A team of top engineers from a prestigious Bangladeshi university issued the first report card on the country’s ailing garment factories. The preliminary results are unpromising. According to the findings, nearly 90 percent of all the buildings examined are structurally unsound.
The Bangladesh University of Engineering and Technology (BUET) assessed seventy factories and determined that only six were up to code. Of the remaining sixty-four factories, every single one was marred by minor deviations or faults.” Mohammed Rahman, the head the of the panel of academic engineers, tried to soften the blow of the report: “Fault does not mean unsafe.”
At least two of the factories inspected–one in Dhaka and another in Manikganj–were found so riddled with safety violations they have already been earmarked for immediate shutdown. Four more buildings were identified as in “critical condition” and will be subject to rolling inspections over the next three to six months. “We’ve advised the owners of four buildings to conduct detailed structural analysis immediately to avoid any disaster,” said Professor Rahman.
The report is a sobering indication of just how difficult it will be to improve Bangladesh’s appalling factory safety conditions. The EU led Accord on Fire and Building Safety in Bangladesh has plans to inspect the approximately 1,000 factories that directly supply them with garments while the US brokered Alliance for Bangladesh Worker Safety intends to cover another 500. Problematically, the totality of Bangladesh’s garment factories exceeds 5,000 in number.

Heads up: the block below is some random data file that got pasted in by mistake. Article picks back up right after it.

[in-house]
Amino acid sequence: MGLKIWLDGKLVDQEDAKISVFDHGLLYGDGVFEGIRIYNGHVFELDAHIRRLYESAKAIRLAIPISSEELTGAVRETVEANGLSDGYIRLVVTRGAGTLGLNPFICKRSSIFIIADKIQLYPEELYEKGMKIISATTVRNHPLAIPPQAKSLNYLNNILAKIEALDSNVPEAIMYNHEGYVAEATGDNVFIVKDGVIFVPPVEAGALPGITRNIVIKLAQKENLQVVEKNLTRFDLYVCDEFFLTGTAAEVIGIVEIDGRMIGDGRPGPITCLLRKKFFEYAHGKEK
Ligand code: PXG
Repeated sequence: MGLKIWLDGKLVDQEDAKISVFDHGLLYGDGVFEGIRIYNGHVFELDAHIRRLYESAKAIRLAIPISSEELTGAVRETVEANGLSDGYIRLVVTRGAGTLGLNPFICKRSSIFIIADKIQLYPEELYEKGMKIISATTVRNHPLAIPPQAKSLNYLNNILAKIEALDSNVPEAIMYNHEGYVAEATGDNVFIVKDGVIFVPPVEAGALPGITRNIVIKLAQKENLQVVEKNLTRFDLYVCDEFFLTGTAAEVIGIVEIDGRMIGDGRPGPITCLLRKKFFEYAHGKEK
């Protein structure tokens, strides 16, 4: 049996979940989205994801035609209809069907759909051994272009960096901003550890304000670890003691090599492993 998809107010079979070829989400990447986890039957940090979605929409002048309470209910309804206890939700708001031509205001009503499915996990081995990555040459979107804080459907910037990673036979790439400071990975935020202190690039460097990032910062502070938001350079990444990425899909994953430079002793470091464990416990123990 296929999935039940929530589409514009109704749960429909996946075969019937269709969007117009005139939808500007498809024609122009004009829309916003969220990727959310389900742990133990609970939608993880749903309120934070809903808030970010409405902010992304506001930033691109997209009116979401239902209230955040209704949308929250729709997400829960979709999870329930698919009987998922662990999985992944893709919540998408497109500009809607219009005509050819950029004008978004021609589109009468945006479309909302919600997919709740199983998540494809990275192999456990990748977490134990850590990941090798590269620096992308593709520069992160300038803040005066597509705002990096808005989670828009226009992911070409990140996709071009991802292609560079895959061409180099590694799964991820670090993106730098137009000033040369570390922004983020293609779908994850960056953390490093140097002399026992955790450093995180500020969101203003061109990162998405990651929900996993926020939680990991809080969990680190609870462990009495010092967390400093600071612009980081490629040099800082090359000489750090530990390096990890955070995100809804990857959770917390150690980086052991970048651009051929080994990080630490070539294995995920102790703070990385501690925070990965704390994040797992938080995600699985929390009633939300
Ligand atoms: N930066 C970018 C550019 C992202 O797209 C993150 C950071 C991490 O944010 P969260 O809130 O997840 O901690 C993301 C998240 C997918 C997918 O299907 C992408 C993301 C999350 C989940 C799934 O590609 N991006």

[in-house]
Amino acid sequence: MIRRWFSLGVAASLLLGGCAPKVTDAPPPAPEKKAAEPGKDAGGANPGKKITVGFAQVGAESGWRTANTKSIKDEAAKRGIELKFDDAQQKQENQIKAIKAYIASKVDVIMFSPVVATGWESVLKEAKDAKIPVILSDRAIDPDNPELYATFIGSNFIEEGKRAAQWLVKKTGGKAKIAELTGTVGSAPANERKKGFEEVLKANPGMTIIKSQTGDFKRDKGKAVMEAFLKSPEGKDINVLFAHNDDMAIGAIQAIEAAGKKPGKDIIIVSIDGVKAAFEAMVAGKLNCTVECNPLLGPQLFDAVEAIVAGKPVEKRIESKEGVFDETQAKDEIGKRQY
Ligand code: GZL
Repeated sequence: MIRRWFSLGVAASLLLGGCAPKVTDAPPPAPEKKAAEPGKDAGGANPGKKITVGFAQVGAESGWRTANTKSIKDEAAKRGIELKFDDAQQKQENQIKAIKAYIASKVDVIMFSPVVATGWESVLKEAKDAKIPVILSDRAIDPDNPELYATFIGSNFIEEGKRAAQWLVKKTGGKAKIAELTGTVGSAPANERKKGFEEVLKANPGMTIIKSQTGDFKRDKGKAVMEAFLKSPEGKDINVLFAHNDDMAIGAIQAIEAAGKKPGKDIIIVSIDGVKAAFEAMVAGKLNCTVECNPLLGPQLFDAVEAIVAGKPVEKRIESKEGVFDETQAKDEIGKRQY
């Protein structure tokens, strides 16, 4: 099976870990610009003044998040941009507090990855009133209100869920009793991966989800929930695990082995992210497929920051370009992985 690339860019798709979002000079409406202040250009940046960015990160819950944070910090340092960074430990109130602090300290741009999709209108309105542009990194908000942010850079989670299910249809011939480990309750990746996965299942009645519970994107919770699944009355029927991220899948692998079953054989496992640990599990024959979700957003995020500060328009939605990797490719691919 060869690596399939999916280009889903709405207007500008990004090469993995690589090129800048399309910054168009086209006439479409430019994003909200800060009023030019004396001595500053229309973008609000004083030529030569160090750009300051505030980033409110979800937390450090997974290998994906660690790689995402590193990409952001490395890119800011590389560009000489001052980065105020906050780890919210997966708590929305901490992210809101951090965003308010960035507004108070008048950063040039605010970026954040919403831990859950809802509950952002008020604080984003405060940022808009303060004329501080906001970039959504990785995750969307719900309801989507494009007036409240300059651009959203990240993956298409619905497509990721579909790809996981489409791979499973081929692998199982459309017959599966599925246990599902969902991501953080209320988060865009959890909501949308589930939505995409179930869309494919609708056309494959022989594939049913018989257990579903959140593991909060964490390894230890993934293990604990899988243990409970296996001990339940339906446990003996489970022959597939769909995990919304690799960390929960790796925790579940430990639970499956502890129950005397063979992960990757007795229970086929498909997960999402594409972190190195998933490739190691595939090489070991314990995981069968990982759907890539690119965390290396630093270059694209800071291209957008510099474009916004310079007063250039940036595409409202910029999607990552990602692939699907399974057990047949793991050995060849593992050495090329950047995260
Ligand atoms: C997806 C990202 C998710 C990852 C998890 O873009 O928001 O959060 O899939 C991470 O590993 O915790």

Overall, the combined efforts of the two parallel alliances will cover about 25 percent of all of the factories that directly export to the signatory nations. Many of the remaining factories still indirectly subcontract business with both the alliances’ members, particularly the EU led one. Also, the expert panel expressed concern that many of the factory owners most in need of engineering assistance were hesitant to come forward to request it for fear their buildings would be condemned. Thus far, over 300 applications from the owners of various garment factories, hospitals, banks, etc., have been filed.
The problem of building safety, while it has disproportionately impacted Bangladesh’s still thriving garment industry, has implications for other sectors of the economy as well. More than half of its garment factories share building space with other businesses. Even more disconcerting, more than 10 percent of the buildings in question were originally built to house residential units and were subsequently converted into commercial space.